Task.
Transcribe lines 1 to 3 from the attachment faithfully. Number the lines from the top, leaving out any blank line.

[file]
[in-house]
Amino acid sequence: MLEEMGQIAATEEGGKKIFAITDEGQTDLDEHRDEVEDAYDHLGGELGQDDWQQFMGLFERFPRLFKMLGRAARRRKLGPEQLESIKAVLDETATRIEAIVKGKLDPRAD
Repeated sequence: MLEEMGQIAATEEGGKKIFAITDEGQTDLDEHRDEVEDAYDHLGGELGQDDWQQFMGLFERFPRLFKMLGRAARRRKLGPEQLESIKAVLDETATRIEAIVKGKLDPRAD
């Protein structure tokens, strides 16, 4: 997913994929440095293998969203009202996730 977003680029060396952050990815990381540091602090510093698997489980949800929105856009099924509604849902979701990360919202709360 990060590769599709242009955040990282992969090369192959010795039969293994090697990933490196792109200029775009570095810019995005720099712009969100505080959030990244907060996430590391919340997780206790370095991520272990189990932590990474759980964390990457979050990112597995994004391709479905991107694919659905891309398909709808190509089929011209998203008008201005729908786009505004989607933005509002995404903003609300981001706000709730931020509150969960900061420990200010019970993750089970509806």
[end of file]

[in-house]
Amino acid sequence: MLEEMGQIAATEEGGKKIFAITDEGQTDLDEHRDEVEDAYDHLGGELGQDDWQQFMGLFERFPRLFKMLGRAARRRKLGPEQLESIKAVLDETATRIEAIVKGKLDPRAD
Repeated sequence: MLEEMGQIAATEEGGKKIFAITDEGQTDLDEHRDEVEDAYDHLGGELGQDDWQQFMGLFERFPRLFKMLGRAARRRKLGPEQLESIKAVLDETATRIEAIVKGKLDPRAD